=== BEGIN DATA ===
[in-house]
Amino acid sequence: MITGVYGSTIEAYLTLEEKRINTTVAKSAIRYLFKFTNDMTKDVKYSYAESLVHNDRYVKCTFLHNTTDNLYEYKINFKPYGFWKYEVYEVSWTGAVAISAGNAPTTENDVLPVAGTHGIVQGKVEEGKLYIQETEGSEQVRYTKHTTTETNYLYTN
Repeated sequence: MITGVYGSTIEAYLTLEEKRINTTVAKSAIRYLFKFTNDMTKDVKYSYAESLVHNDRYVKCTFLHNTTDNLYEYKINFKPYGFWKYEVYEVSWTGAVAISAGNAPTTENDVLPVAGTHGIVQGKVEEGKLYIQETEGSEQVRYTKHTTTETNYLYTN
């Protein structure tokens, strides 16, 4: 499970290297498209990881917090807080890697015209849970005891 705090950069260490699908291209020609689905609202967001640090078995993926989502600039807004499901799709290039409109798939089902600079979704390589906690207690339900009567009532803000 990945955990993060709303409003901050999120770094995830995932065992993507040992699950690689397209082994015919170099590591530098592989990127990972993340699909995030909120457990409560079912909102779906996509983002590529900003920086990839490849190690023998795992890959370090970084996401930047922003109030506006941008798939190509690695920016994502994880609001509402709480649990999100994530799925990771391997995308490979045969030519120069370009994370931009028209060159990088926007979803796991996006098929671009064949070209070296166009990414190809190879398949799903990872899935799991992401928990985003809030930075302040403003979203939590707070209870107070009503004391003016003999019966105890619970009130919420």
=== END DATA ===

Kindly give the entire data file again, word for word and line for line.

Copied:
[in-house]
Amino acid sequence: MITGVYGSTIEAYLTLEEKRINTTVAKSAIRYLFKFTNDMTKDVKYSYAESLVHNDRYVKCTFLHNTTDNLYEYKINFKPYGFWKYEVYEVSWTGAVAISAGNAPTTENDVLPVAGTHGIVQGKVEEGKLYIQETEGSEQVRYTKHTTTETNYLYTN
Repeated sequence: MITGVYGSTIEAYLTLEEKRINTTVAKSAIRYLFKFTNDMTKDVKYSYAESLVHNDRYVKCTFLHNTTDNLYEYKINFKPYGFWKYEVYEVSWTGAVAISAGNAPTTENDVLPVAGTHGIVQGKVEEGKLYIQETEGSEQVRYTKHTTTETNYLYTN
């Protein structure tokens, strides 16, 4: 499970290297498209990881917090807080890697015209849970005891 705090950069260490699908291209020609689905609202967001640090078995993926989502600039807004499901799709290039409109798939089902600079979704390589906690207690339900009567009532803000 990945955990993060709303409003901050999120770094995830995932065992993507040992699950690689397209082994015919170099590591530098592989990127990972993340699909995030909120457990409560079912909102779906996509983002590529900003920086990839490849190690023998795992890959370090970084996401930047922003109030506006941008798939190509690695920016994502994880609001509402709480649990999100994530799925990771391997995308490979045969030519120069370009994370931009028209060159990088926007979803796991996006098929671009064949070209070296166009990414190809190879398949799903990872899935799991992401928990985003809030930075302040403003979203939590707070209870107070009503004391003016003999019966105890619970009130919420």